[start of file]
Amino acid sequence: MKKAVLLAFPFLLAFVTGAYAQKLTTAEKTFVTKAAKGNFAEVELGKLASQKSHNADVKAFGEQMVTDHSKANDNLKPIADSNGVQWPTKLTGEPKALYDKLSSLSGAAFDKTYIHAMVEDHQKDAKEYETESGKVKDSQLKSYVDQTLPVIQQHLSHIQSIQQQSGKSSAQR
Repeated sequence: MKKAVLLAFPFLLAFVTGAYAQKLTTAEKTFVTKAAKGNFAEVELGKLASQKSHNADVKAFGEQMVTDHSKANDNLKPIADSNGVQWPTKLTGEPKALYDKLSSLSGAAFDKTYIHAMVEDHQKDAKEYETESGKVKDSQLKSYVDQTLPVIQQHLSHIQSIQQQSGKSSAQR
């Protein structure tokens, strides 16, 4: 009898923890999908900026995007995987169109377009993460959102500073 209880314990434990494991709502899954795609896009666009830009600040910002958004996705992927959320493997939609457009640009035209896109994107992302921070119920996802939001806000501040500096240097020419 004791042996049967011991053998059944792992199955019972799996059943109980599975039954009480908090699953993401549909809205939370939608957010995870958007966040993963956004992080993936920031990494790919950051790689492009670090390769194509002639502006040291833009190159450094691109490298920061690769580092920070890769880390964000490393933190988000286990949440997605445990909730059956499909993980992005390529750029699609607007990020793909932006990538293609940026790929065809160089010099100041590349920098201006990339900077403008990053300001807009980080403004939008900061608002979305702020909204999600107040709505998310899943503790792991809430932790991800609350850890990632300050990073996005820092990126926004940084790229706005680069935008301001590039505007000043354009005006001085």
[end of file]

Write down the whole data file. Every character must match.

Amino acid sequence: MKKAVLLAFPFLLAFVTGAYAQKLTTAEKTFVTKAAKGNFAEVELGKLASQKSHNADVKAFGEQMVTDHSKANDNLKPIADSNGVQWPTKLTGEPKALYDKLSSLSGAAFDKTYIHAMVEDHQKDAKEYETESGKVKDSQLKSYVDQTLPVIQQHLSHIQSIQQQSGKSSAQR
Repeated sequence: MKKAVLLAFPFLLAFVTGAYAQKLTTAEKTFVTKAAKGNFAEVELGKLASQKSHNADVKAFGEQMVTDHSKANDNLKPIADSNGVQWPTKLTGEPKALYDKLSSLSGAAFDKTYIHAMVEDHQKDAKEYETESGKVKDSQLKSYVDQTLPVIQQHLSHIQSIQQQSGKSSAQR
């Protein structure tokens, strides 16, 4: 009898923890999908900026995007995987169109377009993460959102500073 209880314990434990494991709502899954795609896009666009830009600040910002958004996705992927959320493997939609457009640009035209896109994107992302921070119920996802939001806000501040500096240097020419 004791042996049967011991053998059944792992199955019972799996059943109980599975039954009480908090699953993401549909809205939370939608957010995870958007966040993963956004992080993936920031990494790919950051790689492009670090390769194509002639502006040291833009190159450094691109490298920061690769580092920070890769880390964000490393933190988000286990949440997605445990909730059956499909993980992005390529750029699609607007990020793909932006990538293609940026790929065809160089010099100041590349920098201006990339900077403008990053300001807009980080403004939008900061608002979305702020909204999600107040709505998310899943503790792991809430932790991800609350850890990632300050990073996005820092990126926004940084790229706005680069935008301001590039505007000043354009005006001085």